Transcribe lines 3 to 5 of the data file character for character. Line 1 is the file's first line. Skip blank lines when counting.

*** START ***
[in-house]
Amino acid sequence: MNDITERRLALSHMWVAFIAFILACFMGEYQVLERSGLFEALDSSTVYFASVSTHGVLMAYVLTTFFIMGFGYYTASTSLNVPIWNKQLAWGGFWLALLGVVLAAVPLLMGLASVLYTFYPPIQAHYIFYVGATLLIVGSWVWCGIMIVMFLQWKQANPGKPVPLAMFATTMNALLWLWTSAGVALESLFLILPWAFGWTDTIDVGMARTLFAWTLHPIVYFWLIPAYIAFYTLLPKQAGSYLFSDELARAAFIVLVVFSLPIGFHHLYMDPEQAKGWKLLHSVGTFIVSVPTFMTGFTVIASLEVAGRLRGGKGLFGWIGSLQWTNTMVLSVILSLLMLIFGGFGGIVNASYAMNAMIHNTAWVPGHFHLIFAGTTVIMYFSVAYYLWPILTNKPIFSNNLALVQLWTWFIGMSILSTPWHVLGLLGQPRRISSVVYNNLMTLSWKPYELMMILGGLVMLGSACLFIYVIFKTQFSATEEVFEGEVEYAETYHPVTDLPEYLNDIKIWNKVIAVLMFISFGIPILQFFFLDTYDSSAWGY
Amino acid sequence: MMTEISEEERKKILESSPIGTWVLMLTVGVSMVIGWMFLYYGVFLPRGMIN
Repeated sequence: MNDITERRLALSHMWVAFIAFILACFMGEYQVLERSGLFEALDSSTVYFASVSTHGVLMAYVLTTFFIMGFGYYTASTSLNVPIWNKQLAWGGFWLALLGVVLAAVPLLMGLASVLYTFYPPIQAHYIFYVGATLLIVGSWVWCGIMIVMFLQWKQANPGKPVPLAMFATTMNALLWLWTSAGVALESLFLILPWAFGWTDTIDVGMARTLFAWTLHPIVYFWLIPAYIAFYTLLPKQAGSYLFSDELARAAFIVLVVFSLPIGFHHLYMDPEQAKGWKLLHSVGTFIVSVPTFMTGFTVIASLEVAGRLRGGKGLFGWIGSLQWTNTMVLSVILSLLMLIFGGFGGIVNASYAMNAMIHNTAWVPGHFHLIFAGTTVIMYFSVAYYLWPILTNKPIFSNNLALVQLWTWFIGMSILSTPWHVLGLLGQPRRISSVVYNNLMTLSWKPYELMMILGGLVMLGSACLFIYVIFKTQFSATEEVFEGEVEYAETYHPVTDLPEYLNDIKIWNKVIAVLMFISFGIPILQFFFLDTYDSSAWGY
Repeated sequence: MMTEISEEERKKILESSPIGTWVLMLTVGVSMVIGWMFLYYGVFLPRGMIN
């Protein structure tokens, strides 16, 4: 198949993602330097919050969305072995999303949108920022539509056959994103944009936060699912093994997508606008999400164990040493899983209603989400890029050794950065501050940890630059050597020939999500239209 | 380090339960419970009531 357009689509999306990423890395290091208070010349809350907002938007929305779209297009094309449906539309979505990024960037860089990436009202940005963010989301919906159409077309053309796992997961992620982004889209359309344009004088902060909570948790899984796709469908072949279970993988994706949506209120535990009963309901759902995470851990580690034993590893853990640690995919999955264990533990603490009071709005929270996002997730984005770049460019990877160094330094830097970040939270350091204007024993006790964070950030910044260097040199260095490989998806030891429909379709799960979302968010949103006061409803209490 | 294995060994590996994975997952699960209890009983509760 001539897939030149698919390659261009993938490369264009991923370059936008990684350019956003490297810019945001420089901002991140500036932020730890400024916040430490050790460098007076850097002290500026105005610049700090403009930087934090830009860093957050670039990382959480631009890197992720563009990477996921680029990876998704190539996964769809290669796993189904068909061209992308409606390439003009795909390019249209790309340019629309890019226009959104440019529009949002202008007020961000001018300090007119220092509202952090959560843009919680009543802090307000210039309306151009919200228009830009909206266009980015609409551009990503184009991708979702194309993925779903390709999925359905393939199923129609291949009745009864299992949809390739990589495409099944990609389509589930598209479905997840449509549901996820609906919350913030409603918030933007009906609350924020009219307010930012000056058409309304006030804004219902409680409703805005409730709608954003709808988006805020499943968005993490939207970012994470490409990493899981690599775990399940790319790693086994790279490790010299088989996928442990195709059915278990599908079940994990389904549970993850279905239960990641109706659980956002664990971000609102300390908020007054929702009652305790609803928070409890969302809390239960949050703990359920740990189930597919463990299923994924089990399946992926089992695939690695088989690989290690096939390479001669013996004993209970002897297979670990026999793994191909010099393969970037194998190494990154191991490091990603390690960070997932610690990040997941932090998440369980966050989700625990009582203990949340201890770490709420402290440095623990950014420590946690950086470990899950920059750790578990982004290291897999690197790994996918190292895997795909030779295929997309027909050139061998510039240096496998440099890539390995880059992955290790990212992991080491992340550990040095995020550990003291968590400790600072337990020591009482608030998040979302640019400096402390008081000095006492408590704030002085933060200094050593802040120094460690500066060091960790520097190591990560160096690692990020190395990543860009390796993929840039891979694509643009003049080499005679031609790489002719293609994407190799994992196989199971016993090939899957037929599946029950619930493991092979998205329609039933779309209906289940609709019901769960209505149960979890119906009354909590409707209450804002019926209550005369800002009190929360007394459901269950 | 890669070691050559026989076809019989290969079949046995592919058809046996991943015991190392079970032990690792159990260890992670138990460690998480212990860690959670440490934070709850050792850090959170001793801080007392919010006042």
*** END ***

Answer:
Amino acid sequence: MMTEISEEERKKILESSPIGTWVLMLTVGVSMVIGWMFLYYGVFLPRGMIN
Repeated sequence: MNDITERRLALSHMWVAFIAFILACFMGEYQVLERSGLFEALDSSTVYFASVSTHGVLMAYVLTTFFIMGFGYYTASTSLNVPIWNKQLAWGGFWLALLGVVLAAVPLLMGLASVLYTFYPPIQAHYIFYVGATLLIVGSWVWCGIMIVMFLQWKQANPGKPVPLAMFATTMNALLWLWTSAGVALESLFLILPWAFGWTDTIDVGMARTLFAWTLHPIVYFWLIPAYIAFYTLLPKQAGSYLFSDELARAAFIVLVVFSLPIGFHHLYMDPEQAKGWKLLHSVGTFIVSVPTFMTGFTVIASLEVAGRLRGGKGLFGWIGSLQWTNTMVLSVILSLLMLIFGGFGGIVNASYAMNAMIHNTAWVPGHFHLIFAGTTVIMYFSVAYYLWPILTNKPIFSNNLALVQLWTWFIGMSILSTPWHVLGLLGQPRRISSVVYNNLMTLSWKPYELMMILGGLVMLGSACLFIYVIFKTQFSATEEVFEGEVEYAETYHPVTDLPEYLNDIKIWNKVIAVLMFISFGIPILQFFFLDTYDSSAWGY
Repeated sequence: MMTEISEEERKKILESSPIGTWVLMLTVGVSMVIGWMFLYYGVFLPRGMIN